Earth Cycles - SOS Playlist

Introduction 

Training
EarthCycles.doc
Earth Cycles Playlist Companion Document

day_night.jpgDay Night Terminator during course of one DAY

This shows the day night cycle over the course of a day.  It is due to the rotation of the Earth on its axis.
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day_night_06z.jpgDay Night Terminator over course of a YEAR

Because the Earth is tilted 23.5 º, different parts of the Earth are illuminated at different times of the year.  This causes the seasons.  For instance in July, the north pole is complete lit (24hr days) and the south pole is complete dark (24hr nights.)  In March, the terminator (day/night boundary) goes straight through the north and south poles and everywhere on Earth has a 12 hour day.  This is called the equinox.
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weekly_sea_ice.jpgSea Ice over course of a YEAR

This shows how the ice at the north and south poles expands and contracts over the course of a year.  For example, in December, when there is no sunlight hitting the north pole, the northern icecap is at its largest.  And, at the same time, the south pole is receiving light from the Sun, so its icecap is at its smallest.
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Solar Isolation.jpgSolar Insolation over course of a YEAR

This shows how different parts of the Earth receive different amounts of energy from the Sun at different times of year.  Yellow represents the hottest and red is cooler.  For example in July, the northern half of the Earth receives more sunlight than the southern half.
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Land-SeaSurfaceTemp.jpgTemperature on Sea and Land over course of a YEAR

This shows how the Sun heats the Earth over the course of a year.  The dark brown represents the most direct sunlight and the warmest temperatures.  You can see how this dark brown moves across the Earth's surface (from East to West) because of the rotation of the Earth. A good place to look is Africa because the pattern of heating is clear in the Sahara Desert.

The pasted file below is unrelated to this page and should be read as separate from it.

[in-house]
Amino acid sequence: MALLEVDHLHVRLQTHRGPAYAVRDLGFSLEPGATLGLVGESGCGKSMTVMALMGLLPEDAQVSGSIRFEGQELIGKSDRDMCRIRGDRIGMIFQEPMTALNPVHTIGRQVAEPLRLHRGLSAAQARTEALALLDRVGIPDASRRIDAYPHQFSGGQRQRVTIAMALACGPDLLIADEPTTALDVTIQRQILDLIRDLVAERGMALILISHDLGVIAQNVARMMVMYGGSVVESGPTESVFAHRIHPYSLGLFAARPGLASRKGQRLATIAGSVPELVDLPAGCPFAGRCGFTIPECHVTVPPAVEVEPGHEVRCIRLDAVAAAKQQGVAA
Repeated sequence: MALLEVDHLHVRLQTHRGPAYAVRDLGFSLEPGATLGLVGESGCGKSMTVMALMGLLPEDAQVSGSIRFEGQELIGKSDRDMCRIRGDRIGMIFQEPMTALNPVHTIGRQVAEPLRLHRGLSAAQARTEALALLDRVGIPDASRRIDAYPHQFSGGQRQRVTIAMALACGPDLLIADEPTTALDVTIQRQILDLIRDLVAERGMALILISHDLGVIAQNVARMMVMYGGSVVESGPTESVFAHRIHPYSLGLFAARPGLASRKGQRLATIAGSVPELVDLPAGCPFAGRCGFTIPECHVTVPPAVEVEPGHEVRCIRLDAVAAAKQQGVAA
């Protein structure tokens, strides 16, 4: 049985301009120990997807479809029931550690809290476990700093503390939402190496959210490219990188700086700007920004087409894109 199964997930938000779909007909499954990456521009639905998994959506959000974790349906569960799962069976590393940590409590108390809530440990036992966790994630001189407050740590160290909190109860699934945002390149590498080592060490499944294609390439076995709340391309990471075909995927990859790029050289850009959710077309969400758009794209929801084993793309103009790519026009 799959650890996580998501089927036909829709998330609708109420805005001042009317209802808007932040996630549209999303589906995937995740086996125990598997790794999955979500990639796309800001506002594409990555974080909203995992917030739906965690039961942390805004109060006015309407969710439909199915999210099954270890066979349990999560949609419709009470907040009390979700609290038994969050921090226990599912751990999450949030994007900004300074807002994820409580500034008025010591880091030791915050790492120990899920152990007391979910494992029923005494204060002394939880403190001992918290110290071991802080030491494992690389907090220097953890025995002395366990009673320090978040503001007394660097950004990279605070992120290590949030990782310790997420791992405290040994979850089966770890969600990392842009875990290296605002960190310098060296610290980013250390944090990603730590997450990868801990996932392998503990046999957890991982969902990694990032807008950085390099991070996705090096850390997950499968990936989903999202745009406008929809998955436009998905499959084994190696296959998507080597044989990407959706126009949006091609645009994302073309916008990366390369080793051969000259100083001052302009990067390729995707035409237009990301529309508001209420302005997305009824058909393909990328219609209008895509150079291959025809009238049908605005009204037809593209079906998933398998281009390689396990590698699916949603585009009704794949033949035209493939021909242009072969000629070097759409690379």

Precipitation.jpgRainfall over course of a YEAR

This shows seasonal changes in rainfall patterns. Look at India and note the effects of the annual monsoon shown in red. Areas with well-defined rainy seasons show up clearly. Africa presents a good example of an area with distinct rainy seasons. The interplay of seasonal temperature changes and wind circulation patterns are largely responsible for these patterns. In these areas the annual seasonal cycles are reflected in rainfall.
Vegetation.jpgVegetation over course of a YEAR

In this visualization, green represents vegetation and brown is where it is dry.  You can see that during the summer many places become more green.  You can see the yearly cycle of vegetation as the growing season changes in different parts of the Earth. Africa again presents a good template to see these changes especially in the southern portion of the Sahara Desert where annual changes in temperature and rainfall strongly affect vegetation growth. Another good place to watch seasonal patterns of change is Australia where the generally dry landmass shows a seasonal bloom.
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sea_surface.jpgSea Surface Temperature over course of a YEAR

As the Earth goes through different seasons the ocean temperature change.  During the summer the ocean is warmer than during the winter.  You can see how the bands of warmer water move up and down from North to South as the seasons change.  For example if you look at the New York region, you can see how the water temperature changes during the course of a year.
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loggerhead.jpgLoggerhead Turtle habitat over course of a YEAR

Animals like certain temperatures of water to live in.  For example, Loggerhead Turtles, shown here, like to keep in relatively warm (but not too warm) water, shown by the green zone.  As the green zone moves north and south during the year, due to the change in seasons, the turtles also move north and south to stay in the water temperature that they like.
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animal_tracking.jpgMigration of Shearwater and Elephant Seals over course of a YEAR

One yearly cycle of the Earth that you might not think of is how animals migrate.  In this visualization, the Shearwater (birds) go back and forth from New Zealand to Japan and the Aleutian Islands in the Northern summer, then back to New Zealand for the Northern Winter (which is New Zealand's summer.)  The Elephant Seals migrate twice during the course of a year.  Once post breeding and once post molting (shedding of winter fur).
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